Barton Biggs and Marc Faber think that investors should move out of bonds and back into stocks.
On the other hand, the chief executive officer of bond giant Pimco – Mohamed El-Erian – says that most financial managers, investment officers and economists are erroneously assuming this will be a V-shaped recovery because they are “fighting the last war” instead of looking at what is really happening in the economy:
El-Erian says many of the bulls don’t appreciate just how much the government props still under the economy are masking its weakness. Instead of focusing on the fundamentals today, he says, they’re looking to the past, expecting a quick economic rebound because that’s what’s happened before.
We’re trained to think the “farther you fall, the higher you’ll bounce back,” El-Erian says. “We’re hostage to the V.”
El-Erian says that the economy is on a “sugar high” and its growth, fueled by government intervention, is “unsustainable”.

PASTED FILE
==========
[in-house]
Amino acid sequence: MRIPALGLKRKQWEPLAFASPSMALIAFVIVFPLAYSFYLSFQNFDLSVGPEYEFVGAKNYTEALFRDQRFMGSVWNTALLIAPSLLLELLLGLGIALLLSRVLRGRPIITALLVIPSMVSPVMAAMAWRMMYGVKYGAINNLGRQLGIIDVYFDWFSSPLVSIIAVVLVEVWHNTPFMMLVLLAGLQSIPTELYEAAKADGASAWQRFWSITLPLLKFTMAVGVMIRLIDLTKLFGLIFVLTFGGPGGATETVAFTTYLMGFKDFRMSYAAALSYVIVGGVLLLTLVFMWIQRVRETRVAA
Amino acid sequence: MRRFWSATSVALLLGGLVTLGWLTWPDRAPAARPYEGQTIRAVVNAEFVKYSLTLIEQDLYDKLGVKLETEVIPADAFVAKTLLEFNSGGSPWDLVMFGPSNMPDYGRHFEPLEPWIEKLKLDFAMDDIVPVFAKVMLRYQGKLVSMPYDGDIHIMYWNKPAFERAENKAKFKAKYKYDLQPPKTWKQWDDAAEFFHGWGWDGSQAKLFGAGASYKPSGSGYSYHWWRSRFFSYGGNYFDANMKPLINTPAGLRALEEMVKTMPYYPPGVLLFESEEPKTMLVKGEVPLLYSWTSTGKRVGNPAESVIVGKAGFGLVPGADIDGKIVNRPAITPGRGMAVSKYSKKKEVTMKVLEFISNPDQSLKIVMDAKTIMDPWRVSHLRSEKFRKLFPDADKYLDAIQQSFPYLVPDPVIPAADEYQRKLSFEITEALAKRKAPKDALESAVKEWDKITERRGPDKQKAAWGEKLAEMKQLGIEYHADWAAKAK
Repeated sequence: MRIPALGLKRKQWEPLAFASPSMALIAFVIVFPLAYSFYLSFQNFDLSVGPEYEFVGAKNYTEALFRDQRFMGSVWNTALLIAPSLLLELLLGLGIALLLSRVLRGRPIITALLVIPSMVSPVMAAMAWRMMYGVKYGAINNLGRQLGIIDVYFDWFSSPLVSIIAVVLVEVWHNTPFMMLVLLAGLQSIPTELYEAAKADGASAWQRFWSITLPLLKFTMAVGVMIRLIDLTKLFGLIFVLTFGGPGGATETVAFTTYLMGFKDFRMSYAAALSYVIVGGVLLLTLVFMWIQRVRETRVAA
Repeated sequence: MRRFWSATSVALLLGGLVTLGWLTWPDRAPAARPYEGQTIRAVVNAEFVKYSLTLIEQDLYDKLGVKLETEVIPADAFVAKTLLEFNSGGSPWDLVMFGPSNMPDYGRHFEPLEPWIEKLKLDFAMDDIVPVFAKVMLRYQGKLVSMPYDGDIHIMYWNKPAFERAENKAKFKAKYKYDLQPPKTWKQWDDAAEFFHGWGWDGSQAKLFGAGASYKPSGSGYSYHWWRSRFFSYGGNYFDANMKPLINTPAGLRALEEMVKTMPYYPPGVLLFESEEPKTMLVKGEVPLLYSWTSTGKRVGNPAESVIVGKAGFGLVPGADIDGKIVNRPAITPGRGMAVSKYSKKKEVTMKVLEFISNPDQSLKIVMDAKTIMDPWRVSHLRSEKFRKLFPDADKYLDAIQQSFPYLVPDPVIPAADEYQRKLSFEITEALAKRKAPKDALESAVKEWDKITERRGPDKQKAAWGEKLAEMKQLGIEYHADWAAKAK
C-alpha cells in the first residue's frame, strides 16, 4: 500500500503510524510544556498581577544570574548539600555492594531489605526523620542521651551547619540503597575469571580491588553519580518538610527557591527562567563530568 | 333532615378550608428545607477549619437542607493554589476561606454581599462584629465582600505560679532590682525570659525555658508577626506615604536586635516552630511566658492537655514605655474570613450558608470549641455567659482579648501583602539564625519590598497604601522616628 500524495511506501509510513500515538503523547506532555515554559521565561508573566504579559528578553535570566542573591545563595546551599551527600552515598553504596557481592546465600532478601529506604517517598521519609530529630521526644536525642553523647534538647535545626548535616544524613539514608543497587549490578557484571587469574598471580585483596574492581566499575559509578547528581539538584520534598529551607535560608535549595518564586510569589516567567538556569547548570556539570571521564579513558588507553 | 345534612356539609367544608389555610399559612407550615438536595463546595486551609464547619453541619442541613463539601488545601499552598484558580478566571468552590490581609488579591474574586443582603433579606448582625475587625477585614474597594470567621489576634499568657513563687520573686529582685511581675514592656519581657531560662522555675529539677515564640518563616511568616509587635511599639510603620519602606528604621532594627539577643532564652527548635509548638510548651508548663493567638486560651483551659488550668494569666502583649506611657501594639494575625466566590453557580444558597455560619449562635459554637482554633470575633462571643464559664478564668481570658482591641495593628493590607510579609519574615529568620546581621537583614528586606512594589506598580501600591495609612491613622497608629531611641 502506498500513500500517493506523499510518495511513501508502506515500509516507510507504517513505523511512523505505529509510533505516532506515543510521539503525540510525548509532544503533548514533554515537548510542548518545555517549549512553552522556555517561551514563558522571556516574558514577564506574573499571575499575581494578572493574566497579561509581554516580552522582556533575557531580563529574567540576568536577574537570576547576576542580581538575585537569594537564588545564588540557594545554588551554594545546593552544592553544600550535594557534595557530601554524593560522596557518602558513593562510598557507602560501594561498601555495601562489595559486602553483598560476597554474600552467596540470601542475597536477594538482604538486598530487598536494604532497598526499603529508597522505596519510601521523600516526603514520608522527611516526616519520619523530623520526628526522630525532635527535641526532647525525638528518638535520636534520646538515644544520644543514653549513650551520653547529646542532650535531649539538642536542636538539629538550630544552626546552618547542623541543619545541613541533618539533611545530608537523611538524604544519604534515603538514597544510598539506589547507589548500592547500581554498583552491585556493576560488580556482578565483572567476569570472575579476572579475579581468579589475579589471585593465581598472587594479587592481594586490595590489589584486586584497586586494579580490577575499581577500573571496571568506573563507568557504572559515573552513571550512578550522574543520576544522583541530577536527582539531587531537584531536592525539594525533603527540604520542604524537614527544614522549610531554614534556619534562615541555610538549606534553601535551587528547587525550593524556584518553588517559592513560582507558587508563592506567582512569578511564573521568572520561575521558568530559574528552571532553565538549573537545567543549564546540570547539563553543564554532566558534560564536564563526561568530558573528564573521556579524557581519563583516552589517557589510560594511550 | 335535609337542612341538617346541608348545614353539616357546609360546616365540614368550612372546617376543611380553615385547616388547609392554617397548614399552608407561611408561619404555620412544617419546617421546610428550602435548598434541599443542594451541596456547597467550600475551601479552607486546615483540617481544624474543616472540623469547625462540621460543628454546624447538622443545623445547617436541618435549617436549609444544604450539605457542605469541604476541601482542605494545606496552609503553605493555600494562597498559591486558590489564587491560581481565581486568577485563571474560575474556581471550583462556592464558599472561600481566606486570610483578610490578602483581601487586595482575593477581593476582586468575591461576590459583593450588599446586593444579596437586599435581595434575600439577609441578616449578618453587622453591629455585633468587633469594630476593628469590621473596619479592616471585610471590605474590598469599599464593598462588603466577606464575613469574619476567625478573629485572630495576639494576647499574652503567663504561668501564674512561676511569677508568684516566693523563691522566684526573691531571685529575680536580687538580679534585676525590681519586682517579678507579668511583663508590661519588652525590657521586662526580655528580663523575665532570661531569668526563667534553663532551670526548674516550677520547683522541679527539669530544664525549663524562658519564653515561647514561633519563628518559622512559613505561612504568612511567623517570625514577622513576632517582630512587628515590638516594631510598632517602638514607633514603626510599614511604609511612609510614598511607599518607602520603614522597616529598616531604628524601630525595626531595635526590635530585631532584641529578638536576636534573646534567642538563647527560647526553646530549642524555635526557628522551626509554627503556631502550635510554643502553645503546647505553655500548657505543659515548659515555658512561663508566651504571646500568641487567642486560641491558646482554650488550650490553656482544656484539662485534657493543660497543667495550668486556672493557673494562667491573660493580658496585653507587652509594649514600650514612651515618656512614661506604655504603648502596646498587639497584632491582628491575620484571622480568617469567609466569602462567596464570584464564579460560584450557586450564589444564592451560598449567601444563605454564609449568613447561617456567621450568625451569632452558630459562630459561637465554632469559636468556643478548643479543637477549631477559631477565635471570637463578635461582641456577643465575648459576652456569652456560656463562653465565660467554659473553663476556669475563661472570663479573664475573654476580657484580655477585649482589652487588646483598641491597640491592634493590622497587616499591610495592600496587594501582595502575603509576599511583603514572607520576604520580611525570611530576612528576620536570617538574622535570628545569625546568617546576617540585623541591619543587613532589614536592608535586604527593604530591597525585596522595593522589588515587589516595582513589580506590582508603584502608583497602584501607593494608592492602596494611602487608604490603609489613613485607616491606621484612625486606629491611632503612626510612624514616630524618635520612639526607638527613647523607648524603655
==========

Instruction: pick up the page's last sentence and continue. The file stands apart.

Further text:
Of course, not all past recessions were followed by a v-shape recovery. For example:
(click here to see full image).
As you can see, the 1929 crash was actually very small compared to the “second leg down” crash which didn’t end until 1932 or 1933.
While El-Erian thinks we’ve probably seen the worst of the crisis, he thinks that investors will again become scared and move into treasuries. Analysts like Mish think that we could very well have a W- WW- or L-shaped recovery over a period of many years, rather than a quick V-shaped recovery.
Of course, the sovereign default of a large economy could change everything.